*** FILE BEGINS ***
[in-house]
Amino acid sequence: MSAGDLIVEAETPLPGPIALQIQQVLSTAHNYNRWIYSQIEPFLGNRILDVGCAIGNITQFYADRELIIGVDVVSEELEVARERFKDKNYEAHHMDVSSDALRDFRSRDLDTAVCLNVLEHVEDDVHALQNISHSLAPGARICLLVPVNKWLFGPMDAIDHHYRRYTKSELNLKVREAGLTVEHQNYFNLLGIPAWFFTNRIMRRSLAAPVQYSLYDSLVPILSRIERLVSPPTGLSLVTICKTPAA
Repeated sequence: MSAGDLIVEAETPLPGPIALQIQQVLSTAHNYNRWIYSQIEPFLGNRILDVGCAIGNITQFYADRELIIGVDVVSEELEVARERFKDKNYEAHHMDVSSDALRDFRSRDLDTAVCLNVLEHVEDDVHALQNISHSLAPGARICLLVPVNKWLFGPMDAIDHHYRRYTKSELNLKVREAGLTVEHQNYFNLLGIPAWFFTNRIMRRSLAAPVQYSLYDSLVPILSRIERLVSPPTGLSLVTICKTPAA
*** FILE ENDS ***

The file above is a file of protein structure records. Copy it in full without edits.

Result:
[in-house]
Amino acid sequence: MSAGDLIVEAETPLPGPIALQIQQVLSTAHNYNRWIYSQIEPFLGNRILDVGCAIGNITQFYADRELIIGVDVVSEELEVARERFKDKNYEAHHMDVSSDALRDFRSRDLDTAVCLNVLEHVEDDVHALQNISHSLAPGARICLLVPVNKWLFGPMDAIDHHYRRYTKSELNLKVREAGLTVEHQNYFNLLGIPAWFFTNRIMRRSLAAPVQYSLYDSLVPILSRIERLVSPPTGLSLVTICKTPAA
Repeated sequence: MSAGDLIVEAETPLPGPIALQIQQVLSTAHNYNRWIYSQIEPFLGNRILDVGCAIGNITQFYADRELIIGVDVVSEELEVARERFKDKNYEAHHMDVSSDALRDFRSRDLDTAVCLNVLEHVEDDVHALQNISHSLAPGARICLLVPVNKWLFGPMDAIDHHYRRYTKSELNLKVREAGLTVEHQNYFNLLGIPAWFFTNRIMRRSLAAPVQYSLYDSLVPILSRIERLVSPPTGLSLVTICKTPAA